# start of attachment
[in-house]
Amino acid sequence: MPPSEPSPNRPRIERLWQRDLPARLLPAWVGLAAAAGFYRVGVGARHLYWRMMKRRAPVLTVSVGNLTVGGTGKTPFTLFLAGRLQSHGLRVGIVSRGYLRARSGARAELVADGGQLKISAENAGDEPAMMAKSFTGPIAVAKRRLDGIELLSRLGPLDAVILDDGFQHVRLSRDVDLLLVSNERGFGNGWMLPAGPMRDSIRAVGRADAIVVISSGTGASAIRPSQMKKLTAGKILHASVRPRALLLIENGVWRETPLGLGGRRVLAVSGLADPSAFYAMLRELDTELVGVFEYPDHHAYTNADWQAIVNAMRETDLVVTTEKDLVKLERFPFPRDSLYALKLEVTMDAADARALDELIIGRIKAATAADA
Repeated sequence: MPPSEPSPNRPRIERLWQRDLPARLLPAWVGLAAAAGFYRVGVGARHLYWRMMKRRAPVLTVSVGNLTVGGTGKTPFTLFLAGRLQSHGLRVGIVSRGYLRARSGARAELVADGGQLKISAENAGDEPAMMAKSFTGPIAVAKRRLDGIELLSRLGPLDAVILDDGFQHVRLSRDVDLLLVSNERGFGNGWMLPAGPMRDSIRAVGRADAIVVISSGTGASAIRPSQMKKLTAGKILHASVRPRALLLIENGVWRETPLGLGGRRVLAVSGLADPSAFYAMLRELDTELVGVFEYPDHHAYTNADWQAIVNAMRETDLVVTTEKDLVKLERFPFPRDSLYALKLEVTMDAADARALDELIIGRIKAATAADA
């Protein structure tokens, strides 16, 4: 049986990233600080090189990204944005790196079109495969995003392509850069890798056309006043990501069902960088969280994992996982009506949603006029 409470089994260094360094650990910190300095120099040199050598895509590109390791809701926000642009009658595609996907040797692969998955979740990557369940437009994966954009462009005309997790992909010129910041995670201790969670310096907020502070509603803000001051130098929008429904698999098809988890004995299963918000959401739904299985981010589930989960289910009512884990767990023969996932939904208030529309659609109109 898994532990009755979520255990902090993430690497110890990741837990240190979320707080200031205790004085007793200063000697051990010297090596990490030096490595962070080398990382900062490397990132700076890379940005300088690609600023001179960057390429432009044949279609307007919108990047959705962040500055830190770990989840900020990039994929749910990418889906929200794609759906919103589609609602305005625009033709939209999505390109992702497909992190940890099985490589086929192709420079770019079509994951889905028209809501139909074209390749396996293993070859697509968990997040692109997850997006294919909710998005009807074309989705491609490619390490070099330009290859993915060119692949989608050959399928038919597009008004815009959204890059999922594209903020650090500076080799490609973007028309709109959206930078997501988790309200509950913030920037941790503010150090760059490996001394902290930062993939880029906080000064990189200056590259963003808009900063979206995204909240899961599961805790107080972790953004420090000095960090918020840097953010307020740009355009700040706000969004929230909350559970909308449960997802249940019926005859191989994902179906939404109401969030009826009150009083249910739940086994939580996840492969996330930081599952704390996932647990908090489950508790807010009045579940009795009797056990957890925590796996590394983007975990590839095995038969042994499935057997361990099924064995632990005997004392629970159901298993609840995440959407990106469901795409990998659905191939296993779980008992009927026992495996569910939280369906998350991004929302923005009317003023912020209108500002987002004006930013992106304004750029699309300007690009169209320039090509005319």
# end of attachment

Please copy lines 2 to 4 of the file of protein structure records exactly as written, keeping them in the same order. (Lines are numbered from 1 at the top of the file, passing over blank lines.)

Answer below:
Amino acid sequence: MPPSEPSPNRPRIERLWQRDLPARLLPAWVGLAAAAGFYRVGVGARHLYWRMMKRRAPVLTVSVGNLTVGGTGKTPFTLFLAGRLQSHGLRVGIVSRGYLRARSGARAELVADGGQLKISAENAGDEPAMMAKSFTGPIAVAKRRLDGIELLSRLGPLDAVILDDGFQHVRLSRDVDLLLVSNERGFGNGWMLPAGPMRDSIRAVGRADAIVVISSGTGASAIRPSQMKKLTAGKILHASVRPRALLLIENGVWRETPLGLGGRRVLAVSGLADPSAFYAMLRELDTELVGVFEYPDHHAYTNADWQAIVNAMRETDLVVTTEKDLVKLERFPFPRDSLYALKLEVTMDAADARALDELIIGRIKAATAADA
Repeated sequence: MPPSEPSPNRPRIERLWQRDLPARLLPAWVGLAAAAGFYRVGVGARHLYWRMMKRRAPVLTVSVGNLTVGGTGKTPFTLFLAGRLQSHGLRVGIVSRGYLRARSGARAELVADGGQLKISAENAGDEPAMMAKSFTGPIAVAKRRLDGIELLSRLGPLDAVILDDGFQHVRLSRDVDLLLVSNERGFGNGWMLPAGPMRDSIRAVGRADAIVVISSGTGASAIRPSQMKKLTAGKILHASVRPRALLLIENGVWRETPLGLGGRRVLAVSGLADPSAFYAMLRELDTELVGVFEYPDHHAYTNADWQAIVNAMRETDLVVTTEKDLVKLERFPFPRDSLYALKLEVTMDAADARALDELIIGRIKAATAADA
């Protein structure tokens, strides 16, 4: 049986990233600080090189990204944005790196079109495969995003392509850069890798056309006043990501069902960088969280994992996982009506949603006029 409470089994260094360094650990910190300095120099040199050598895509590109390791809701926000642009009658595609996907040797692969998955979740990557369940437009994966954009462009005309997790992909010129910041995670201790969670310096907020502070509603803000001051130098929008429904698999098809988890004995299963918000959401739904299985981010589930989960289910009512884990767990023969996932939904208030529309659609109109 898994532990009755979520255990902090993430690497110890990741837990240190979320707080200031205790004085007793200063000697051990010297090596990490030096490595962070080398990382900062490397990132700076890379940005300088690609600023001179960057390429432009044949279609307007919108990047959705962040500055830190770990989840900020990039994929749910990418889906929200794609759906919103589609609602305005625009033709939209999505390109992702497909992190940890099985490589086929192709420079770019079509994951889905028209809501139909074209390749396996293993070859697509968990997040692109997850997006294919909710998005009807074309989705491609490619390490070099330009290859993915060119692949989608050959399928038919597009008004815009959204890059999922594209903020650090500076080799490609973007028309709109959206930078997501988790309200509950913030920037941790503010150090760059490996001394902290930062993939880029906080000064990189200056590259963003808009900063979206995204909240899961599961805790107080972790953004420090000095960090918020840097953010307020740009355009700040706000969004929230909350559970909308449960997802249940019926005859191989994902179906939404109401969030009826009150009083249910739940086994939580996840492969996330930081599952704390996932647990908090489950508790807010009045579940009795009797056990957890925590796996590394983007975990590839095995038969042994499935057997361990099924064995632990005997004392629970159901298993609840995440959407990106469901795409990998659905191939296993779980008992009927026992495996569910939280369906998350991004929302923005009317003023912020209108500002987002004006930013992106304004750029699309300007690009169209320039090509005319």